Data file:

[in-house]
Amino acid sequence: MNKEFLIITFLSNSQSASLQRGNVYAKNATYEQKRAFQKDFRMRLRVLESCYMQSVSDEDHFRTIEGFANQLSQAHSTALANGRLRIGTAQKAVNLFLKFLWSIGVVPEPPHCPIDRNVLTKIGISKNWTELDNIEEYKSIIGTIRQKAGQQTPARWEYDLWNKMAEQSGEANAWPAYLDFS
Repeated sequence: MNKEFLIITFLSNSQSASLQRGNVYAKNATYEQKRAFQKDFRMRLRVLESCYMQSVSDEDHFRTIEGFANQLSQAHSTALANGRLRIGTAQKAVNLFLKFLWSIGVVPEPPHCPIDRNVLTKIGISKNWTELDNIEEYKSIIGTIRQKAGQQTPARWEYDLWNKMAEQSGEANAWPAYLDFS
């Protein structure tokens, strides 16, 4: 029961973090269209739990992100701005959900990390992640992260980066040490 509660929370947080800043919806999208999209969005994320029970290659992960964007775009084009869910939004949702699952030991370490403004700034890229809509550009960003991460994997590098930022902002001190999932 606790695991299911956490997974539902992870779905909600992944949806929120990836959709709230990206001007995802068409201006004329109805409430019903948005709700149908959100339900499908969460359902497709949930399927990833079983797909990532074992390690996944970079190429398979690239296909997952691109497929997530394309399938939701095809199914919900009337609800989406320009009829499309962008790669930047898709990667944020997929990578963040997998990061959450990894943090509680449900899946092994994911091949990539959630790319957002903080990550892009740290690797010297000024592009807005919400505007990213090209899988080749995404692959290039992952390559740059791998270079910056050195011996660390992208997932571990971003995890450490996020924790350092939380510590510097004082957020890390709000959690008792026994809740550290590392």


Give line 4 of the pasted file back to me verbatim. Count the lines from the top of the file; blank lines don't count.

């Protein structure tokens, strides 16, 4: 029961973090269209739990992100701005959900990390992640992260980066040490 509660929370947080800043919806999208999209969005994320029970290659992960964007775009084009869910939004949702699952030991370490403004700034890229809509550009960003991460994997590098930022902002001190999932 606790695991299911956490997974539902992870779905909600992944949806929120990836959709709230990206001007995802068409201006004329109805409430019903948005709700149908959100339900499908969460359902497709949930399927990833079983797909990532074992390690996944970079190429398979690239296909997952691109497929997530394309399938939701095809199914919900009337609800989406320009009829499309962008790669930047898709990667944020997929990578963040997998990061959450990894943090509680449900899946092994994911091949990539959630790319957002903080990550892009740290690797010297000024592009807005919400505007990213090209899988080749995404692959290039992952390559740059791998270079910056050195011996660390992208997932571990971003995890450490996020924790350092939380510590510097004082957020890390709000959690008792026994809740550290590392």